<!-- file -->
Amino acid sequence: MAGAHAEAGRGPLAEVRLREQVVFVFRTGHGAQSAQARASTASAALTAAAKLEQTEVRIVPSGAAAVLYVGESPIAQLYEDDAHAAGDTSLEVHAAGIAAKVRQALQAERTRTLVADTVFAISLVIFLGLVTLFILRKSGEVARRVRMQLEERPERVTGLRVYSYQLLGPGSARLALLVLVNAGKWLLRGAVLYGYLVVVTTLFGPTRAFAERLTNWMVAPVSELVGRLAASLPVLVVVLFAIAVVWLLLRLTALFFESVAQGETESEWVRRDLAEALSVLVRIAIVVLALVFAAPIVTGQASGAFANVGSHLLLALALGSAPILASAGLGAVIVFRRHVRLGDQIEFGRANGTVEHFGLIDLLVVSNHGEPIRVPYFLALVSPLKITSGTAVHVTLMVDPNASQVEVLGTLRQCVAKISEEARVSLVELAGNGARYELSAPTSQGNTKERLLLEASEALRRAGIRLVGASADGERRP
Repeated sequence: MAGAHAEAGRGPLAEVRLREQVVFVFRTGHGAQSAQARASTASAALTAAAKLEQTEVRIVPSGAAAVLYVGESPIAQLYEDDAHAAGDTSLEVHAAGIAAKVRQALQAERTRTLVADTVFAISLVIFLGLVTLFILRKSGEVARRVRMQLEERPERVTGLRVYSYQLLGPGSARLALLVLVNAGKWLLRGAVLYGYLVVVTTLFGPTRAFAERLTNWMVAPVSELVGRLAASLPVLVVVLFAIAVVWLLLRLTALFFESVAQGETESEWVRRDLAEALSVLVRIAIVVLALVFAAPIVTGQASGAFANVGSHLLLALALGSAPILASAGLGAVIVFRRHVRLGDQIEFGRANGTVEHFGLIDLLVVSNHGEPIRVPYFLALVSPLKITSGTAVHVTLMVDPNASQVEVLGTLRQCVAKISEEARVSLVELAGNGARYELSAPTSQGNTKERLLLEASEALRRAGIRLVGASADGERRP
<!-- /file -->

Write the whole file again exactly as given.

Amino acid sequence: MAGAHAEAGRGPLAEVRLREQVVFVFRTGHGAQSAQARASTASAALTAAAKLEQTEVRIVPSGAAAVLYVGESPIAQLYEDDAHAAGDTSLEVHAAGIAAKVRQALQAERTRTLVADTVFAISLVIFLGLVTLFILRKSGEVARRVRMQLEERPERVTGLRVYSYQLLGPGSARLALLVLVNAGKWLLRGAVLYGYLVVVTTLFGPTRAFAERLTNWMVAPVSELVGRLAASLPVLVVVLFAIAVVWLLLRLTALFFESVAQGETESEWVRRDLAEALSVLVRIAIVVLALVFAAPIVTGQASGAFANVGSHLLLALALGSAPILASAGLGAVIVFRRHVRLGDQIEFGRANGTVEHFGLIDLLVVSNHGEPIRVPYFLALVSPLKITSGTAVHVTLMVDPNASQVEVLGTLRQCVAKISEEARVSLVELAGNGARYELSAPTSQGNTKERLLLEASEALRRAGIRLVGASADGERRP
Repeated sequence: MAGAHAEAGRGPLAEVRLREQVVFVFRTGHGAQSAQARASTASAALTAAAKLEQTEVRIVPSGAAAVLYVGESPIAQLYEDDAHAAGDTSLEVHAAGIAAKVRQALQAERTRTLVADTVFAISLVIFLGLVTLFILRKSGEVARRVRMQLEERPERVTGLRVYSYQLLGPGSARLALLVLVNAGKWLLRGAVLYGYLVVVTTLFGPTRAFAERLTNWMVAPVSELVGRLAASLPVLVVVLFAIAVVWLLLRLTALFFESVAQGETESEWVRRDLAEALSVLVRIAIVVLALVFAAPIVTGQASGAFANVGSHLLLALALGSAPILASAGLGAVIVFRRHVRLGDQIEFGRANGTVEHFGLIDLLVVSNHGEPIRVPYFLALVSPLKITSGTAVHVTLMVDPNASQVEVLGTLRQCVAKISEEARVSLVELAGNGARYELSAPTSQGNTKERLLLEASEALRRAGIRLVGASADGERRP